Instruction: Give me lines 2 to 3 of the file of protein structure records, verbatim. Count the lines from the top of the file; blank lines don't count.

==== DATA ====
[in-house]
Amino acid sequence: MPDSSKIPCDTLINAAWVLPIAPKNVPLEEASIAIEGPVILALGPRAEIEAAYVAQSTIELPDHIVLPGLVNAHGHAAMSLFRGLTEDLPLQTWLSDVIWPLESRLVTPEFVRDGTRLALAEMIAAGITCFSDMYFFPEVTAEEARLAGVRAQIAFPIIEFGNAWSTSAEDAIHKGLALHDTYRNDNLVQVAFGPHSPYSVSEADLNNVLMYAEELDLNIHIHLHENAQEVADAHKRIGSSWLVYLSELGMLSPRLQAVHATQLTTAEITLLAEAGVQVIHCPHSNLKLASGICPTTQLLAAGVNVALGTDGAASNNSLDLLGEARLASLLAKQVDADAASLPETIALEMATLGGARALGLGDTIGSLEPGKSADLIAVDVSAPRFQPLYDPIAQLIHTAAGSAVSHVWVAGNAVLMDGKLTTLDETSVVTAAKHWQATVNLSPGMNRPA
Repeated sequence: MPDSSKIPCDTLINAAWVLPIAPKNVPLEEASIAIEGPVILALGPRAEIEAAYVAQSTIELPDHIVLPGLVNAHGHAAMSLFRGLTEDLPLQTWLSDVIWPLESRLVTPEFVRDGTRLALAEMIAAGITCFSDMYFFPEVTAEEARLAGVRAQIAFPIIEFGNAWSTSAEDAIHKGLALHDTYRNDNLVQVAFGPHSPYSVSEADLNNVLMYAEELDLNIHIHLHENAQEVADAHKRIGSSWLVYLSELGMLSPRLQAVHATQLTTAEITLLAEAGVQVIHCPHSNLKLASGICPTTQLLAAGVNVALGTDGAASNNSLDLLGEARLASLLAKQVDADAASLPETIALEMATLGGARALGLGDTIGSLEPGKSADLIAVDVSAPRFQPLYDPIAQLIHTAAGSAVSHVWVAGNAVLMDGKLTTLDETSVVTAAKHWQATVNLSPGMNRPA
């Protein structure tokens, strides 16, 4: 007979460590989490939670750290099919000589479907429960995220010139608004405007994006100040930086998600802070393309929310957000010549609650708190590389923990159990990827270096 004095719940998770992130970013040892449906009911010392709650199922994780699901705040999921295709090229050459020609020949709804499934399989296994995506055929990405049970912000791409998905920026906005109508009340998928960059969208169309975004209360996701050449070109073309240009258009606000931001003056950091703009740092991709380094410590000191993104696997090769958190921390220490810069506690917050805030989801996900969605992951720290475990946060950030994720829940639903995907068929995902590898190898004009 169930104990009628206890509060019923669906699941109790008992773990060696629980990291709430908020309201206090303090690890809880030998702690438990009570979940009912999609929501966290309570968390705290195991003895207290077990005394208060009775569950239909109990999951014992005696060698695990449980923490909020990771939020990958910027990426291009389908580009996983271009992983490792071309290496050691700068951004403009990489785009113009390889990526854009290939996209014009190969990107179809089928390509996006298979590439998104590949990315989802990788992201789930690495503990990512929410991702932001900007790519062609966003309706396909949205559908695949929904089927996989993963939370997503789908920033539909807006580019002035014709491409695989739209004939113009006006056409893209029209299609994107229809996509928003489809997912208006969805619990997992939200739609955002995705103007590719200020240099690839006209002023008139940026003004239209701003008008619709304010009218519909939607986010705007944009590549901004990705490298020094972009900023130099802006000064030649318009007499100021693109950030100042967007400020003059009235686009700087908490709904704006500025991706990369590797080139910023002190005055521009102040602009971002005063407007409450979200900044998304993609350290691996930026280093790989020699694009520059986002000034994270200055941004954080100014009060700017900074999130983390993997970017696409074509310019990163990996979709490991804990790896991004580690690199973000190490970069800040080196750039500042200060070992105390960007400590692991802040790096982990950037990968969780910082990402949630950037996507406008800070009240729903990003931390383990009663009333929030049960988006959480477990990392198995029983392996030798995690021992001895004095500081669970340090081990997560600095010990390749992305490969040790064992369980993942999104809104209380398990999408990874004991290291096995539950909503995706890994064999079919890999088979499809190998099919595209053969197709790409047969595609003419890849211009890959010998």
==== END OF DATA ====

Amino acid sequence: MPDSSKIPCDTLINAAWVLPIAPKNVPLEEASIAIEGPVILALGPRAEIEAAYVAQSTIELPDHIVLPGLVNAHGHAAMSLFRGLTEDLPLQTWLSDVIWPLESRLVTPEFVRDGTRLALAEMIAAGITCFSDMYFFPEVTAEEARLAGVRAQIAFPIIEFGNAWSTSAEDAIHKGLALHDTYRNDNLVQVAFGPHSPYSVSEADLNNVLMYAEELDLNIHIHLHENAQEVADAHKRIGSSWLVYLSELGMLSPRLQAVHATQLTTAEITLLAEAGVQVIHCPHSNLKLASGICPTTQLLAAGVNVALGTDGAASNNSLDLLGEARLASLLAKQVDADAASLPETIALEMATLGGARALGLGDTIGSLEPGKSADLIAVDVSAPRFQPLYDPIAQLIHTAAGSAVSHVWVAGNAVLMDGKLTTLDETSVVTAAKHWQATVNLSPGMNRPA
Repeated sequence: MPDSSKIPCDTLINAAWVLPIAPKNVPLEEASIAIEGPVILALGPRAEIEAAYVAQSTIELPDHIVLPGLVNAHGHAAMSLFRGLTEDLPLQTWLSDVIWPLESRLVTPEFVRDGTRLALAEMIAAGITCFSDMYFFPEVTAEEARLAGVRAQIAFPIIEFGNAWSTSAEDAIHKGLALHDTYRNDNLVQVAFGPHSPYSVSEADLNNVLMYAEELDLNIHIHLHENAQEVADAHKRIGSSWLVYLSELGMLSPRLQAVHATQLTTAEITLLAEAGVQVIHCPHSNLKLASGICPTTQLLAAGVNVALGTDGAASNNSLDLLGEARLASLLAKQVDADAASLPETIALEMATLGGARALGLGDTIGSLEPGKSADLIAVDVSAPRFQPLYDPIAQLIHTAAGSAVSHVWVAGNAVLMDGKLTTLDETSVVTAAKHWQATVNLSPGMNRPA